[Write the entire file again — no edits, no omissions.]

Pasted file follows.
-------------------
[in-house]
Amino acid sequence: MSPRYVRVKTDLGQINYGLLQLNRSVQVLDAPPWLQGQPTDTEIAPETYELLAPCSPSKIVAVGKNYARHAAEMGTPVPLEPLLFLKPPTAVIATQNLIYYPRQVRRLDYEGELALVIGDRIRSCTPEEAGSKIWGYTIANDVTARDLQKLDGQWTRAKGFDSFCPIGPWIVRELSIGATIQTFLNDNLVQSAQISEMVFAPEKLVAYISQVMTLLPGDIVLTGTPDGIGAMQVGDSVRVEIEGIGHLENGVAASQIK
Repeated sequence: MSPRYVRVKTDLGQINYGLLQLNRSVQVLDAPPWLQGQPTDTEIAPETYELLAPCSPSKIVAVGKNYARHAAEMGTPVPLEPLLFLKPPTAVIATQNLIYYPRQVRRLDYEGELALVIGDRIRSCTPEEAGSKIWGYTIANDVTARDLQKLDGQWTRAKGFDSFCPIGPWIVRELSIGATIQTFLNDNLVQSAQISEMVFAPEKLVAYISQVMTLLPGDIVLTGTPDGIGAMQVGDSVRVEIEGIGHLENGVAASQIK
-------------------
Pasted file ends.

[in-house]
Amino acid sequence: MSPRYVRVKTDLGQINYGLLQLNRSVQVLDAPPWLQGQPTDTEIAPETYELLAPCSPSKIVAVGKNYARHAAEMGTPVPLEPLLFLKPPTAVIATQNLIYYPRQVRRLDYEGELALVIGDRIRSCTPEEAGSKIWGYTIANDVTARDLQKLDGQWTRAKGFDSFCPIGPWIVRELSIGATIQTFLNDNLVQSAQISEMVFAPEKLVAYISQVMTLLPGDIVLTGTPDGIGAMQVGDSVRVEIEGIGHLENGVAASQIK
Repeated sequence: MSPRYVRVKTDLGQINYGLLQLNRSVQVLDAPPWLQGQPTDTEIAPETYELLAPCSPSKIVAVGKNYARHAAEMGTPVPLEPLLFLKPPTAVIATQNLIYYPRQVRRLDYEGELALVIGDRIRSCTPEEAGSKIWGYTIANDVTARDLQKLDGQWTRAKGFDSFCPIGPWIVRELSIGATIQTFLNDNLVQSAQISEMVFAPEKLVAYISQVMTLLPGDIVLTGTPDGIGAMQVGDSVRVEIEGIGHLENGVAASQIK